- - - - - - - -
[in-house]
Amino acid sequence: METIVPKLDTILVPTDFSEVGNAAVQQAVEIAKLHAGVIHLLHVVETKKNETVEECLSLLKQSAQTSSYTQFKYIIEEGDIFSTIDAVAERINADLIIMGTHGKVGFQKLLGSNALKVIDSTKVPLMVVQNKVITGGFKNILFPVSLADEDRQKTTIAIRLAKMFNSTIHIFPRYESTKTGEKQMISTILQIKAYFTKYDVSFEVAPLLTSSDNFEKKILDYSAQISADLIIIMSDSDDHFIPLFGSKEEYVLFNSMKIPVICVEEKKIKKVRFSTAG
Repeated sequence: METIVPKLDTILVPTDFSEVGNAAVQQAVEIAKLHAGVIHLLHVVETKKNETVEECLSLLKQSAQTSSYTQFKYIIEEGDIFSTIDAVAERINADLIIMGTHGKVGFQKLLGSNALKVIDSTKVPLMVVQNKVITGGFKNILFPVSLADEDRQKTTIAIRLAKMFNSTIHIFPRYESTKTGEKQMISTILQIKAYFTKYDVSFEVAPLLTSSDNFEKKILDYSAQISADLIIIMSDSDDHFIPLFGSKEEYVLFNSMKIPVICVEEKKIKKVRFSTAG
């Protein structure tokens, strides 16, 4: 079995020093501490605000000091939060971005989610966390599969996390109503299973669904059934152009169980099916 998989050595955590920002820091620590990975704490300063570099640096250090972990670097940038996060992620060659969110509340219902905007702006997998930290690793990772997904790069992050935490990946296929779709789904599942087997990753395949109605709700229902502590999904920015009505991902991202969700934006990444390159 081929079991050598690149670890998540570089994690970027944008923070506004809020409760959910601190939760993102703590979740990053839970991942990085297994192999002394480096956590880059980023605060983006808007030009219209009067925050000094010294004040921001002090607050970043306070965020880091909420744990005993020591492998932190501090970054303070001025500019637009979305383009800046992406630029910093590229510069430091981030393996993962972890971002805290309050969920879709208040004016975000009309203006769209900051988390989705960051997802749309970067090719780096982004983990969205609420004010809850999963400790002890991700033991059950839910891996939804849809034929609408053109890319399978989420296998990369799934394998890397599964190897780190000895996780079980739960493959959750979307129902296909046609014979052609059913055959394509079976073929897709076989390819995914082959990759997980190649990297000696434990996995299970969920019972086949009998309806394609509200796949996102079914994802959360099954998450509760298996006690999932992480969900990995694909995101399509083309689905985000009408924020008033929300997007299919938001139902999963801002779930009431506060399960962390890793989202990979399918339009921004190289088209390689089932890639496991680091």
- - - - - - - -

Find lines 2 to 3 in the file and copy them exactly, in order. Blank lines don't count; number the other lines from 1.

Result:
Amino acid sequence: METIVPKLDTILVPTDFSEVGNAAVQQAVEIAKLHAGVIHLLHVVETKKNETVEECLSLLKQSAQTSSYTQFKYIIEEGDIFSTIDAVAERINADLIIMGTHGKVGFQKLLGSNALKVIDSTKVPLMVVQNKVITGGFKNILFPVSLADEDRQKTTIAIRLAKMFNSTIHIFPRYESTKTGEKQMISTILQIKAYFTKYDVSFEVAPLLTSSDNFEKKILDYSAQISADLIIIMSDSDDHFIPLFGSKEEYVLFNSMKIPVICVEEKKIKKVRFSTAG
Repeated sequence: METIVPKLDTILVPTDFSEVGNAAVQQAVEIAKLHAGVIHLLHVVETKKNETVEECLSLLKQSAQTSSYTQFKYIIEEGDIFSTIDAVAERINADLIIMGTHGKVGFQKLLGSNALKVIDSTKVPLMVVQNKVITGGFKNILFPVSLADEDRQKTTIAIRLAKMFNSTIHIFPRYESTKTGEKQMISTILQIKAYFTKYDVSFEVAPLLTSSDNFEKKILDYSAQISADLIIIMSDSDDHFIPLFGSKEEYVLFNSMKIPVICVEEKKIKKVRFSTAG